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Wobblies - Padron

  by John Clarkson

published: 27 / 4 / 2002

Wobblies - Padron
Label: Mason Ring Records
Format: CD


"Shocking, but effective" second album from uncompromising New York based trio,who draw comparisions with the Minutemen, Husker Du and Mission in Burma

The word "padron" is a slang term taken from the Spanish word "padroni", and can be translated literally as meaning "a godfather" or "a master". The powerful padron is sometimes a political or a cultural figure, sometimes a Mafia type gang leader, and, occasionally benevolent, but more often an autocrat, is essentially a tyrant. As a title for the New York punk trio the Wobblies' excellent second album, 'Padron' could not be more appropriate. The Wobblies, which consists of singer and guitarist Mike Griffin, drummer Michael Hoffman and bassist Russ Aldertone, and whose previous offering 'I Have Some Language' came out in 1998, are the aural equivalent of a sock in the gut. Their music, like that of the Minutemen, Husker Du and Mission in Burma, with whom the Wobblies have much in common, is menacing, discordant and harsh, and swells and surges with a violent, aggressive energy and sense of impending chaos. Griffin meanwhile spits and barks out his often sinister vocals with a frequently malevolent exuberance. The Wobblies, although confrontational, are never, however, unlistenable , and, beneath all their grinding bluster and noise, each of the thirteen tracks on 'Padron' is also tinged with a strong sense of melody. Amidst the hard power punk chords, the Wobblies have written a strikingly good set of pop tunes , and, even the most dissonant of the tracks on the album is linearized with an underlying harmony. Like the padron, the Wobblies are uncompromising, but even at their most frightening (and the Wobblies are often very frightening), there is always also something darkly compelling and seductive about them. The fine artwork for the album of an all-seeing, all-knowing eye was created by John D. Morton, the vocalist with the seminal seventies Cleveland punk outfit, the Electric Eels. If 'Padron' has one flaw, however, it is that, unlike 'I Have Some Language', it does not list on the sleeve the lyrics of the album. Griffin is a taut lyricist, an expert at the clipped, staccato phrase, and they are worthy of attention. Like his fellow New Yorkers, Lou Reed and Hammell on Trial, he often concentrates on the violent underbelly of life. Many of the words on this second album also build further on the theme of the padron and deal with the concept of the abuse of power. 'Big Joe' is an enforcer figure, a terrifying hulk who people have "simply died afright" rather than answer the door to in the middle of the night. 'A Strategy' is about a possibly political supremacy struggle and hints at further violence. "Understand that this not a game/And if you hurt us we will do the same" sings Griffin, his voice, lilting from its regular gutteral roar, into a macabre false soprano. "Speak in questions answer all with lies/adaptable and never too precise". Most disturbing of all, however, is the bloodcurdling final track, 'In Your Kitchen', which finds Griffin assuming the role of a voyeuristic predator."I won't follow you/I won't swallow you/This I promise you/Never devour you/or overpower you/This I promise you" he leers chillingly, although one knows, by the swaggering aggression of the tune, and the rising force in his voice, that this is exactly what he does have in mind. The year ahead promises to be a busy one for the Wobblies. Griffin and Hoffman's equally abrasive and even more discordant side project, the Wick Effect, will be releasing its long awaited debut album this summer, and Griffin also has first solo EP coming out at around about the same time. There will also be another 22 track as-yet-untitled Wobblies third and double album later in the year, which the band say will signify something of a change in direction. The Wobblies are not an easy option. They are not meant to be, nor want to be, but 'Padron' is a impressive and shocking, but effective start in what promises to be their breakthrough year.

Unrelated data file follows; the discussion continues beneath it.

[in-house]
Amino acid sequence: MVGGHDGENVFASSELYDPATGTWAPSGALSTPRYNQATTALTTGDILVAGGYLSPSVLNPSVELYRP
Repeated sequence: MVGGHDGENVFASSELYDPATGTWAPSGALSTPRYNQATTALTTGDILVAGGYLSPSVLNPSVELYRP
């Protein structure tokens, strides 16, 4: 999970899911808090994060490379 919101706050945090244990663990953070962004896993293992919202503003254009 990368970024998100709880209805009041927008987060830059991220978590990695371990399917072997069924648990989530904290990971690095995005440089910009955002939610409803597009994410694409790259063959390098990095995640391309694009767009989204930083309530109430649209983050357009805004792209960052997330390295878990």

Track Listing:-
1 Glue Traps
2 Booleying
3 Acknowledgements
4 A Strategy
5 Big Joe
6 Preyer
7 C.S.
8 I Have Some Language
9 Turned Out
10 Follow the Queen
11 Powder Burns
12 Plastique
13 In Your Kitchen

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How It May Be Lawful And Fitting... (2004)
Impressive, but challenging third album from New York-based hardcoretrio, the Wobblies, which finds them pushing towards a slightly more softer-edged direction
I Have Some Language (2001)

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